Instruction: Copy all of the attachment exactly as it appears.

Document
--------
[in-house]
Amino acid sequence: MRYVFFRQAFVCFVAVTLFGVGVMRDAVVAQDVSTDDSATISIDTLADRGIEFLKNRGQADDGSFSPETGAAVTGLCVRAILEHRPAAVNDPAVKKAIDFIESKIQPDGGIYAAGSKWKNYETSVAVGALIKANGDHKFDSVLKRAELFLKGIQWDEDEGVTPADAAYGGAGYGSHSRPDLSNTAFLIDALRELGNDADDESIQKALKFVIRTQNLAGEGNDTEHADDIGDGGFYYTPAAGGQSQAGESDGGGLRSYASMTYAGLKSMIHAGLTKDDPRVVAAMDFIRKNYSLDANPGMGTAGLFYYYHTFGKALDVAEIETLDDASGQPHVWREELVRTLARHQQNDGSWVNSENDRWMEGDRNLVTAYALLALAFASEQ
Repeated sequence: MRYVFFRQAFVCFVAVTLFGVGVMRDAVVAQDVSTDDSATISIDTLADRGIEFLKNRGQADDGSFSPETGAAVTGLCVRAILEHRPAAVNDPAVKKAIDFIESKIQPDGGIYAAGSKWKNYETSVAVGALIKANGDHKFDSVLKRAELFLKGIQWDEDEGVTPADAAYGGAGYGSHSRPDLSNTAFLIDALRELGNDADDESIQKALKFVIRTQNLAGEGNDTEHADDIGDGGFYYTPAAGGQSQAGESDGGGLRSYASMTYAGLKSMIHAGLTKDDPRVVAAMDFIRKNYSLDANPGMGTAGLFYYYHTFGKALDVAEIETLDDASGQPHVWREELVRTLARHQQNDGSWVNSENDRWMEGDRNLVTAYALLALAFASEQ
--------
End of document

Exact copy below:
[in-house]
Amino acid sequence: MRYVFFRQAFVCFVAVTLFGVGVMRDAVVAQDVSTDDSATISIDTLADRGIEFLKNRGQADDGSFSPETGAAVTGLCVRAILEHRPAAVNDPAVKKAIDFIESKIQPDGGIYAAGSKWKNYETSVAVGALIKANGDHKFDSVLKRAELFLKGIQWDEDEGVTPADAAYGGAGYGSHSRPDLSNTAFLIDALRELGNDADDESIQKALKFVIRTQNLAGEGNDTEHADDIGDGGFYYTPAAGGQSQAGESDGGGLRSYASMTYAGLKSMIHAGLTKDDPRVVAAMDFIRKNYSLDANPGMGTAGLFYYYHTFGKALDVAEIETLDDASGQPHVWREELVRTLARHQQNDGSWVNSENDRWMEGDRNLVTAYALLALAFASEQ
Repeated sequence: MRYVFFRQAFVCFVAVTLFGVGVMRDAVVAQDVSTDDSATISIDTLADRGIEFLKNRGQADDGSFSPETGAAVTGLCVRAILEHRPAAVNDPAVKKAIDFIESKIQPDGGIYAAGSKWKNYETSVAVGALIKANGDHKFDSVLKRAELFLKGIQWDEDEGVTPADAAYGGAGYGSHSRPDLSNTAFLIDALRELGNDADDESIQKALKFVIRTQNLAGEGNDTEHADDIGDGGFYYTPAAGGQSQAGESDGGGLRSYASMTYAGLKSMIHAGLTKDDPRVVAAMDFIRKNYSLDANPGMGTAGLFYYYHTFGKALDVAEIETLDDASGQPHVWREELVRTLARHQQNDGSWVNSENDRWMEGDRNLVTAYALLALAFASEQ